Early last August, Beso and I put a borrowed plate on my bike, loaded the sidecar with gasoline, chacha (Georgian moonshine), our sleeping bags, half a dozen cans of sardines, and at Beso’s suggestion, 5 kilos of potatoes.
“Why the potatoes, Beso?”
“We might get hungry,” he replied.
The Dnepr is a Ukrainian version of the Russian Ural, which is a copy of the pre-WWII German BMW that Russia licensed in 1940. It is a rugged bike, well-suited for Georgian roads and has lots of guts for a 650 cc motor.
I took my Soviet era documents to police HQ to register my bike but nobody knew what to do with them. I offered to grease a palm or two, but no one seemed to want my money – particularly strange for that period in Georgian history. I was sent from office to office until finally, one cop tore my Soviet owner’s slip into pieces.
“This is illegal. You could be fined!” he shouted.
“How much do you want?” I asked.
And he sent me out of his office.
But it was still 2003 and possible to ride around without documents with minimum risk. Most cops were satisfied with a 5 lari bribe, although I was once stopped by two motorcycle cops, who threatened to confiscate my ride.
“But I know Gela, your mechanic!” I said.
“Who is Gela?”
“Your mechanic. My friend.”
“But who is he?”
One cop got on my bike and took it for a spin. He did a couple tricks. I tried not to look pissed off.
“Can you do that trick?” the other copper asked as his partner rode with with the sidecar up at a 45 degree angle.
“No, I’m an amateur, but he is a real expert!”
They let me go with a warning, reminding me that I was a guest in their country.
“But next time we’ll take your motorcycle.”
After that I only rode on Sundays with the Camelot Biker Club, which provided good camouflage until the club’s leader humiliated himself by breaking a leg doing a stupid motorcycle stunt. He disappeared after that and the club disintegrated. While I’ve been passively figuring out how to get proper documents, my bike has been sitting in my neighbor’s garage, collecting dust.
Late the next morning we headed to Shatili, via a Beso shortcut that abruptly ended where the side of the mountain had fallen. The detour had taken a few hours off our schedule and my fork stabilizer had broken.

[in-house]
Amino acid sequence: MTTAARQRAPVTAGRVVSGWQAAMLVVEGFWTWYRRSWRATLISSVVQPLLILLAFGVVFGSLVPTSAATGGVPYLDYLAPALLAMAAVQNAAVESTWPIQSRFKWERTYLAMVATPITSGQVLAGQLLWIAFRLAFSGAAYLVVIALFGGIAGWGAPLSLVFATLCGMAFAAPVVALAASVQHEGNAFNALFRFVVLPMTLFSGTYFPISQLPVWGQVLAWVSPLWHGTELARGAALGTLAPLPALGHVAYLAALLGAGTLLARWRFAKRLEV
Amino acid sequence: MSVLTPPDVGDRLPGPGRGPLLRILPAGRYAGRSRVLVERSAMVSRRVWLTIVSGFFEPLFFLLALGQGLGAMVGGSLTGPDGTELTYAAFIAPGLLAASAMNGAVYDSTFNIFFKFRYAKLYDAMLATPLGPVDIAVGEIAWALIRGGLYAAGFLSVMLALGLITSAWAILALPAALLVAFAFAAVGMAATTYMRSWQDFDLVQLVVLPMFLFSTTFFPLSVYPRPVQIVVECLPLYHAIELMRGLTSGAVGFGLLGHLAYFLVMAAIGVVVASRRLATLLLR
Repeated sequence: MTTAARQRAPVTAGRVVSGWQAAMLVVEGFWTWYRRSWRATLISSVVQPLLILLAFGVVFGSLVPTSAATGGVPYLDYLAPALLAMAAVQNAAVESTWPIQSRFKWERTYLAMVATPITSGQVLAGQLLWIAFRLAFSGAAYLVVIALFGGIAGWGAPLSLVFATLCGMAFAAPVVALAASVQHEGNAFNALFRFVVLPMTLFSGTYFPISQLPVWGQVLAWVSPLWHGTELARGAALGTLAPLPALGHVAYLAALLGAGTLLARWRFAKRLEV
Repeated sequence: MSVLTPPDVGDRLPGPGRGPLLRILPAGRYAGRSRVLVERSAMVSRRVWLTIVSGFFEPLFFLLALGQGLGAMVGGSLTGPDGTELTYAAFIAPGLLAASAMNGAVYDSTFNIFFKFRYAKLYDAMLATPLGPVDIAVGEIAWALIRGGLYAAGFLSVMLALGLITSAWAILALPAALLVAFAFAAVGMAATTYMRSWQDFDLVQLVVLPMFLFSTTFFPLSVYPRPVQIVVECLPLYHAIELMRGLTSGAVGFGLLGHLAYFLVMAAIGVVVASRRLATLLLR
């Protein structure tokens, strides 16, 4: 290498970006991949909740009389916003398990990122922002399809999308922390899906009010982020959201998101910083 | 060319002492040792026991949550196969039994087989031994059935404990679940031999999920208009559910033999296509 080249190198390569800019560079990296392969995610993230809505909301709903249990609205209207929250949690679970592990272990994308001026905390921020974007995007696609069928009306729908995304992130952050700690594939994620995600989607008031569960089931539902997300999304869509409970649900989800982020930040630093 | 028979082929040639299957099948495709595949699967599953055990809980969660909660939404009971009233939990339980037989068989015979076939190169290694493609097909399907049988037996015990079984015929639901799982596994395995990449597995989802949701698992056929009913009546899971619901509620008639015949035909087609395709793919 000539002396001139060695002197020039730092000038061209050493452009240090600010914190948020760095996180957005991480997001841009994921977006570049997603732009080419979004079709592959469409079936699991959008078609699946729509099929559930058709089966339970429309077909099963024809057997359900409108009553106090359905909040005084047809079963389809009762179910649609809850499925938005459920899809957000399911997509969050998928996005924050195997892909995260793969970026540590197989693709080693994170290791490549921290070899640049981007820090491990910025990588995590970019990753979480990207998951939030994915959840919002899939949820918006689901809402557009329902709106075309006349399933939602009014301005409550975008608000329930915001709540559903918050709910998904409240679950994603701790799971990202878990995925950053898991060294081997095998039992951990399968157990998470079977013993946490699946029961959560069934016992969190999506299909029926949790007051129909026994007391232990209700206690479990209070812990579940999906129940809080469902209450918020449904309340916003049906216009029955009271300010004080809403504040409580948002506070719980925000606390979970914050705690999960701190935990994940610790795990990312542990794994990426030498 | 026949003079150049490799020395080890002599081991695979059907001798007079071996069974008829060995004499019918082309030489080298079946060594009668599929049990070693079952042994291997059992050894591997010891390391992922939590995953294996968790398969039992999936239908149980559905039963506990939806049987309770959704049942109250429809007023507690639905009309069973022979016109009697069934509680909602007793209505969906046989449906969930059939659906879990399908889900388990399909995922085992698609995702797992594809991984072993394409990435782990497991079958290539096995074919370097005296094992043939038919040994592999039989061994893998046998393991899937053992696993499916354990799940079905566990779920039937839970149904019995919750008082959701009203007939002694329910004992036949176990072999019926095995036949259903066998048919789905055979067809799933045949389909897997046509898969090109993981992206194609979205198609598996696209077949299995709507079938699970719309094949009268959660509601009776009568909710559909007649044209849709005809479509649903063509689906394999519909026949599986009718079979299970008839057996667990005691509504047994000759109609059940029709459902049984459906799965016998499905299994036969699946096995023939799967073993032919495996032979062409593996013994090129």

“You don’t need these anyway,” Beso said as he pulled it out and flung it in the bushes. “I don’t have one either.”
With the exception of a dozen kilometers of unexpected pavement, the road through Khevsureti is as smooth as a river bed. Hours of riding and maneuvering over a dirt road, through puddles, creeks, waterfalls and up hairpin turns, takes a toll on a guy. My hands were cramped and forearms and shoulders on fire when we rolled into Shatili at about 10 PM.
Throughout Georgia, there are many villages that welcome strangers with open arms. A simple enquiry at a market as to where one might find a bed for the night will typically produce an unforgettable experience of Georgian hospitality. Shatili is not one of these villages. For one thing, there is no market. A single bed costs 50 lari a night and may not include a gratis cup of tea.
A kind man from east Georgia offered his ambulance for shelter. Beso declined, preferring to sleep under the stars. When I awoke, Beso was snuggling with a man-eating Caucasian sheep dog that had joined him in the middle of the night.
I rode slowly and shifted carefully. Beso passed an old Jiguli that was crawling along the road. I made my move when all of a sudden my bike didn’t respond. I revved and slowed down. My throttle cable had snapped. Beso took a look.
“Ooh. Not good. Problem. Big problem. Ukrainian machine, ha-ha!”
Beso scratched his chin and noticed a key ring hanging from my pack.
“Do you need this?”
He slipped one end through the hole in the cable, crimped it, and wrapped the other end around the throttle. If I managed to hold it down and keep it from unraveling, I’d get home.
I made it to Heroes’ Square in Tbilisi before the key ring began to slip. It discombobulated just as I pulled into my neighbor’s garage. Home! We began to unpack the sidecar.
“Ha! The potatoes! I forgot all about them,” I said, pulling the sack out. Just then the sidecar flipped up in the air. The spuds had been ballast that kept the sidecar from flying off as the two rear bolts had fallen off as well.
The ride was a giant kick in the pants. I was more determined than ever to solve the registration problem, once I managed to put the bike back together. My plans, however, were postponed indeterminately, for later that night I got a call informing me Georgian troops were firing on Tskhinvali. War had begun.